Keywords:  Cancer; Cell Biology; Cellular Physiology
    DOI:  https://doi.org/10.1016/j.isci.2020.101569
  7. Oncogene. 2020 Oct 20.
    Zhang Q, Zhou W, Yu S, Ju Y, To SKY, Wong AST, Jiao Y, Poon TCW, Tam KY, Lee LTO.
      As a result of the hostile microenvironment, metabolic alterations are required to enable the malignant growth of cancer cells. To understand metabolic reprogramming during metastasis, we conducted shotgun proteomic analysis of highly metastatic (HM) and non-metastatic (NM) ovarian cancer cells. The results suggest that the genes involved in fatty-acid (FA) metabolism are upregulated, with consequent increases of phospholipids with relatively short FA chains (myristic acid, MA) in HM cells. Among the upregulated proteins, ACSL1 expression could convert the lipid profile of NM cells to that similar of HM cells and make them highly aggressive. Importantly, we demonstrated that ACSL1 activates the AMP-activated protein kinase and Src pathways via protein myristoylation and finally enhances FA beta oxidation. Patient samples and tissue microarray data also suggested that omentum metastatic tumours have higher ACSL1 expression than primary tumours and a strong association with poor clinical outcome. Overall, our data reveal that ACSL1 enhances cancer metastasis by regulating FA metabolism and myristoylation.
    DOI:  https://doi.org/10.1038/s41388-020-01516-4
  8. Cell Death Discov. 2020 ;6 104
    Burke L, Guterman I, Palacios Gallego R, Britton RG, Burschowsky D, Tufarelli C, Rufini A.
      The metabolism of the non-essential amino acid L-proline is emerging as a key pathway in the metabolic rewiring that sustains cancer cells proliferation, survival and metastatic spread. Pyrroline-5-carboxylate reductase (PYCR) and proline dehydrogenase (PRODH) enzymes, which catalyze the last step in proline biosynthesis and the first step of its catabolism, respectively, have been extensively associated with the progression of several malignancies, and have been exposed as potential targets for anticancer drug development. As investigations into the links between proline metabolism and cancer accumulate, the complexity, and sometimes contradictory nature of this interaction emerge. It is clear that the role of proline metabolism enzymes in cancer depends on tumor type, with different cancers and cancer-related phenotypes displaying different dependencies on these enzymes. Unexpectedly, the outcome of rewiring proline metabolism also differs between conditions of nutrient and oxygen limitation. Here, we provide a comprehensive review of proline metabolism in cancer; we collate the experimental evidence that links proline metabolism with the different aspects of cancer progression and critically discuss the potential mechanisms involved.
    Keywords:  Cancer; Cancer metabolism
    DOI:  https://doi.org/10.1038/s41420-020-00341-8
  9. Mol Omics. 2020 Oct 20.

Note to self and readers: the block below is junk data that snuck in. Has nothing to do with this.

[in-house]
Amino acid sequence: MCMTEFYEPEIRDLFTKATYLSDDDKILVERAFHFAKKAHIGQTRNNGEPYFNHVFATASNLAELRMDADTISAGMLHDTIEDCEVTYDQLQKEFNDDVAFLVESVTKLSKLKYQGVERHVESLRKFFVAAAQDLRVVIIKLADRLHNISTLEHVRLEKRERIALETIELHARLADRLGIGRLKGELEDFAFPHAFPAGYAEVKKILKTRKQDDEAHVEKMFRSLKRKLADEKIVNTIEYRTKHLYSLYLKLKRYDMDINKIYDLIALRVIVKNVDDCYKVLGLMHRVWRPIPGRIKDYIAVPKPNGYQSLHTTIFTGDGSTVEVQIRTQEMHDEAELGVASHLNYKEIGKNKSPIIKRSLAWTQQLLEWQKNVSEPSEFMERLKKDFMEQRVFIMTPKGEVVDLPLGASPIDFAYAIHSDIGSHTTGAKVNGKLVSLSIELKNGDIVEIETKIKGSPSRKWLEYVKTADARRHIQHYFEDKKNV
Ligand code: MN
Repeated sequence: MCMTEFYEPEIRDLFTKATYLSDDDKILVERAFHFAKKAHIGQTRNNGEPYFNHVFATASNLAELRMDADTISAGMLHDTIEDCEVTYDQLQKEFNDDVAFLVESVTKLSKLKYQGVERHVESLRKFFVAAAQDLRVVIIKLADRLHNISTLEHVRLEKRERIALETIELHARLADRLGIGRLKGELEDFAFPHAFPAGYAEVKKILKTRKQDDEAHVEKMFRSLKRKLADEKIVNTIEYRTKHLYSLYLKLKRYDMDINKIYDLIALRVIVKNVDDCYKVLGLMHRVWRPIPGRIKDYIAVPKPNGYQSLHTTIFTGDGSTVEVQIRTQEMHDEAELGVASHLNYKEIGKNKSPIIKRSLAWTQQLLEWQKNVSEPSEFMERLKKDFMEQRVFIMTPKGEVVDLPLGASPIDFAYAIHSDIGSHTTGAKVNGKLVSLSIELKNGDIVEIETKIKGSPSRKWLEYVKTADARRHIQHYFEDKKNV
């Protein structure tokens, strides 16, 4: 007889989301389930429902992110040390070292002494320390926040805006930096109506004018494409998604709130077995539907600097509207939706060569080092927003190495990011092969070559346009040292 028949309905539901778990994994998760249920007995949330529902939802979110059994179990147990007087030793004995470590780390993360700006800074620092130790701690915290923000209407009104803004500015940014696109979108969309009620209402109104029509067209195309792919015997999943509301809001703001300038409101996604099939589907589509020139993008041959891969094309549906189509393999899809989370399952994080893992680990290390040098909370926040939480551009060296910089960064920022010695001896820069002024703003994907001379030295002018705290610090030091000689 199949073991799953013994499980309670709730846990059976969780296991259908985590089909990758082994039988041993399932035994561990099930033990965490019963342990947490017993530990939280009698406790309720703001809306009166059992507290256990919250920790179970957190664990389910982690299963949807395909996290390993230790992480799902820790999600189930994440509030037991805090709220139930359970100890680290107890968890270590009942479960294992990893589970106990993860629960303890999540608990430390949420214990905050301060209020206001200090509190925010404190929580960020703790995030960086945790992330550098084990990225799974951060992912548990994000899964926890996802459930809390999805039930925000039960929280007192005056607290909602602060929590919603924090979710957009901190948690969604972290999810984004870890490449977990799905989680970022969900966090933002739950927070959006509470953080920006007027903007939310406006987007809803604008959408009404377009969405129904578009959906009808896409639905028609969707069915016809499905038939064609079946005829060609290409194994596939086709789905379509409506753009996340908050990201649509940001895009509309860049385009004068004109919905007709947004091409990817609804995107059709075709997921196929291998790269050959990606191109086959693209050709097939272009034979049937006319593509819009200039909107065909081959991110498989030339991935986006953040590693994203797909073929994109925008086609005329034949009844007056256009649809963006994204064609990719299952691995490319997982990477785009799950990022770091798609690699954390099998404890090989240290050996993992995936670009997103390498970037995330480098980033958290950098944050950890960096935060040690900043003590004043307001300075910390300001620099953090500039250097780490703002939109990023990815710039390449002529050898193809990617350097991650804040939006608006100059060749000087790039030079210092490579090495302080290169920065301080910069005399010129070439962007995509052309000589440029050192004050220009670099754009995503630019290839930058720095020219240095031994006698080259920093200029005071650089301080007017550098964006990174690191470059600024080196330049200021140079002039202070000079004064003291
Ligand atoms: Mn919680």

Yuan W, Wang J, Zhang Y, Lu H.
      Lipid-derived electrophile (LDE) modifications, which are covalent modifications of proteins by endogenous LDEs, are essential types of protein posttranslational modifications. LDE modifications alter the protein structure and regulate their biological processes in cells. LDE modifications of proteins are also closely associated with several diseases and function as potential biomarkers for clinical diagnosis. The crucial step in studying the LDE modifications is to enrich the LDE modified proteins/peptides from complex biological samples with high efficiency and high selectivity and quantify modified proteins/peptides with high accuracy. In this review, we summarize the recent progress in MS-based proteomic technologies to globally identify and quantify LDE modified proteomes, mainly focusing on discussing the qualitative and quantitative technologies.
    DOI:  https://doi.org/10.1039/d0mo00099j
  10. Cell Death Differ. 2020 Oct 23.
    Wang K, Zhang Z, Tsai HI, Liu Y, Gao J, Wang M, Song L, Cao X, Xu Z, Chen H, Gong A, Wang D, Cheng F, Zhu H.
      Ferroptosis, a form of iron-dependent cell death driven by cellular metabolism and iron-dependent lipid peroxidation, has been implicated as a tumor-suppressor function for cancer therapy. Recent advance revealed that the sensitivity to ferroptosis is tightly linked to numerous biological processes, including metabolism of amino acid and the biosynthesis of glutathione. Here, by using a high-throughput CRISPR/Cas9-based genetic screen in HepG2 hepatocellular carcinoma cells to search for metabolic proteins inhibiting ferroptosis, we identified a branched-chain amino acid aminotransferase 2 (BCAT2) as a novel suppressor of ferroptosis. Mechanistically, ferroptosis inducers (erastin, sorafenib, and sulfasalazine) activated AMPK/SREBP1 signaling pathway through iron-dependent ferritinophagy, which in turn inhibited BCAT2 transcription. We further confirmed that BCAT2 as the key enzyme mediating the metabolism of sulfur amino acid, regulated intracellular glutamate level, whose activation by ectopic expression specifically antagonize system Xc- inhibition and protected liver and pancreatic cancer cells from ferroptosis in vitro and in vivo. On the contrary, direct inhibition of BCAT2 by RNA interference, or indirect inhibition by blocking system Xc- activity, triggers ferroptosis. Finally, our results demonstrate the synergistic effect of sorafenib and sulfasalazine in downregulating BCAT2 expression and dictating ferroptotic death, where BCAT2 can also be used to predict the responsiveness of cancer cells to ferroptosis-inducing therapies. Collectively, these findings identify a novel role of BCAT2 in ferroptosis, suggesting a potential therapeutic strategy for overcoming sorafenib resistance.